“Not only is this a good way for us to raise brand awareness across generations right now, but there are a lot of fighters out there who want to test their skills. K-1 is a high, high level, it’s the pinnacle of standup sports. There are amatuer groups out there that already have K-1 rules and make champions in these weight classes. K-1 is okay with that, because it is a sport unto itself. Our brand is its own sport,” he explains. “In the past no one has wanted to venture into amatuer sports. Just like when K-1 was founded, we want this to be an open tournament where we really are able to find the best fighters from across the world to compete under the K-1 banner.”

It’s a point that will ring true for fans of K-1, where the K-1 concept originally started under the premise of pulling all of the best fighters from across the world together under one banner and to have them compete against each other. As with anything else, though, it was a business and building stars became the main focus. So the scene began to only host the top few names year-in and year-out, which was exciting, but may have led to excluding other talents who were coming up through the ranks of amateur and professional leagues but couldn’t break into K-1 because fans in Japan wanted to see the names that they knew and loved.

“We want to give opportunities to the best fighters out there. The old K-1 was a bit of an old boys club where if you didn’t have the right management or the right trainers you’d never get that opportunity to compete in K-1. I’m not saying that it was a bad system,” he adds. “They were the best managers and trainers in the world and they produced some of the best fighters. But now we have Twitter, Facebook, YouTube and all of that with the internet and a fighter can post a video of themselves and send it to us and some doors might open up for him. This Amateur Open is for my team and myself to be able to physically see some of these fighters and get them involved with K-1. It’s a direct feeder system. We’re also willing to work with professional fighters who haven’t had a chance before, if you look at our cards we’ve given a lot of young, up-and-coming talent a chance on a bigger stage. Some have done really well and others haven’t, this is how you can really find the best fighters in the world.”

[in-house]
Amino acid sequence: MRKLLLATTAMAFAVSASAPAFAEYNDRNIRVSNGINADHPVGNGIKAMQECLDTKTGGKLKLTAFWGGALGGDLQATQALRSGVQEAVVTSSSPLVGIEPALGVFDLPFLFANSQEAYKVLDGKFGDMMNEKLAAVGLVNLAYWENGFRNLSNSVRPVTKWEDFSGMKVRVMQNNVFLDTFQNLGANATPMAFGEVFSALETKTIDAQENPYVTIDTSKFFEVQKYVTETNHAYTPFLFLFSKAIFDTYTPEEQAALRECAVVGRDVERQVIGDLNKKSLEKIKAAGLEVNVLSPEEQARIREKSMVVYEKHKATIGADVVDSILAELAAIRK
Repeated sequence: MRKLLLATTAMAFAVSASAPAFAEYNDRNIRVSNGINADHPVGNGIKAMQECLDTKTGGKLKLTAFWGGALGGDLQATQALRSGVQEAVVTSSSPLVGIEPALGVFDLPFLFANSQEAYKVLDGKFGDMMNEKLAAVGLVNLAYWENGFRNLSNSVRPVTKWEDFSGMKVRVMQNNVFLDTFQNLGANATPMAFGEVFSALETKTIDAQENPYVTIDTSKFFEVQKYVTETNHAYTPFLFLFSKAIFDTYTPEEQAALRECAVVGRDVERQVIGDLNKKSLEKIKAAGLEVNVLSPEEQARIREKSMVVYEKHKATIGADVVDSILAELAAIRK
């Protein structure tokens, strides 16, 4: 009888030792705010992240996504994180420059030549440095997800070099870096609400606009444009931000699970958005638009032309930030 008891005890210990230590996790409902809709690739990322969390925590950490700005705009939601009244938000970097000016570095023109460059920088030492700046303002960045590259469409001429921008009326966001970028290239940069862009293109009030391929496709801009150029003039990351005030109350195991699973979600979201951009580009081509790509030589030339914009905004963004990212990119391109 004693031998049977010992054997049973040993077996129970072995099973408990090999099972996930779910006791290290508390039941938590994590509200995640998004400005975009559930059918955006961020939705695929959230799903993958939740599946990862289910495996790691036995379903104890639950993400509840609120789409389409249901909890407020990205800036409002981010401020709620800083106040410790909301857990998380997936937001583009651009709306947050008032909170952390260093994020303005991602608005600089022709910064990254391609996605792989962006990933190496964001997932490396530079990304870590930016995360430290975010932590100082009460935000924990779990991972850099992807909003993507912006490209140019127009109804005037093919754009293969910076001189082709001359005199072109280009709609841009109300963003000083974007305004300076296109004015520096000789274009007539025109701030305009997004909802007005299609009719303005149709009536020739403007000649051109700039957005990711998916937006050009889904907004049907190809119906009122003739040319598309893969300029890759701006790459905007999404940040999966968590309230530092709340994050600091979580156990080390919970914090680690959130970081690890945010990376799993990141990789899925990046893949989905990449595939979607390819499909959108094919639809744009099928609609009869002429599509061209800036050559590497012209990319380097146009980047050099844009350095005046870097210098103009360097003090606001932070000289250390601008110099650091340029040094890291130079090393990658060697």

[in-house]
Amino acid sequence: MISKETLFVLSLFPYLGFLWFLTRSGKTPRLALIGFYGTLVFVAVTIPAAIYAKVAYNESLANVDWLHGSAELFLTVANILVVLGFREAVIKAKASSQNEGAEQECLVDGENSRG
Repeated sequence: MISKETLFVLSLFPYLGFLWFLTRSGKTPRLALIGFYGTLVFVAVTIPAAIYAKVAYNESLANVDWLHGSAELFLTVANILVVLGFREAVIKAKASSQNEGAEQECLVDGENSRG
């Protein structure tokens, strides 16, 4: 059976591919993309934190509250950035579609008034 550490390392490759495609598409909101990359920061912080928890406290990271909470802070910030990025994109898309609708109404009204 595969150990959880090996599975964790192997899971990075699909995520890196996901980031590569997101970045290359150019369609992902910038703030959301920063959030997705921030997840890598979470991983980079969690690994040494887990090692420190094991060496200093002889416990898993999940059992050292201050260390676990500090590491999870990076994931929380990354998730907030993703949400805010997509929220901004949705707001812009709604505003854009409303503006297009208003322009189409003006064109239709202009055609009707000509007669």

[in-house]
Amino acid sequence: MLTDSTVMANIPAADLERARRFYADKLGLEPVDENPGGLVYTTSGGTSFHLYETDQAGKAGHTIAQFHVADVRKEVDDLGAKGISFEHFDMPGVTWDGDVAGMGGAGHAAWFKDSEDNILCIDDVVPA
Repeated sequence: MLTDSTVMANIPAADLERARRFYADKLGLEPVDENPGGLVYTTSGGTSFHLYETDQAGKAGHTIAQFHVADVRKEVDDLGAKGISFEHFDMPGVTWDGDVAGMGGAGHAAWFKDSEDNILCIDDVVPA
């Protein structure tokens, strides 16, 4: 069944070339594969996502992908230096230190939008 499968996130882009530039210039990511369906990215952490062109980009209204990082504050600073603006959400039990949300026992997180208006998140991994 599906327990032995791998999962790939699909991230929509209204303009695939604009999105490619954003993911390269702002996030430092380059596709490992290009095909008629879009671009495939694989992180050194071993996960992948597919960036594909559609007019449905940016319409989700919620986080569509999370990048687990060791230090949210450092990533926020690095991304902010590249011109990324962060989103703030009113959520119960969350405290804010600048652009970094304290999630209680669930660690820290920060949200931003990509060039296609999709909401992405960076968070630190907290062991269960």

K-1 understands that their brand, name and rules are important in the world of kickboxing and have been adopted throughout the world. They aren’t looking to strip that away from anyone, because they feel that the sport of K-1 has taken on a life of its own, which they are willing to use to their advantage in promoting the brand of K-1. They look at K-1’s rules and see so many amateur events and championships around the globe that even see a possibility for K-1 to be considered an Olympic sport at some point, although not in the near future. This, looking towards building up a strong amateur feeder system, is a good first step. K-1 wants you to know that they aren’t just a brand, but they are a sport.

K-1 is now focused on Thailand, though, where K-1 will present the very first K-1 event on Thai soil in October. The show is the K-1 World MAX Finals where Buakaw Banchamek and Enriko Kehl will fight for the K-1 World MAX Championship, a title that the winner will wear proudly and defend as K-1 moves away from the yearly tournament format. 

“A lot of things had to fall in place for this to happen,” Ned explains. “First was Buakaw fighting for the championship. It’s a lot more evenly-matched fight than people think that it is, but when the officials from Thailand were talking with us, we understood how important it was to have a star like Buakaw on the card. It would mean a lot to Thai fans to see Buakaw win a K-1 title in Thailand, if he can get by Enriko, that is. We had to be creative in making this show happen. Everyone who works in this sport only tries to work with other people who work within the sport, which isn’t always the right way to do things.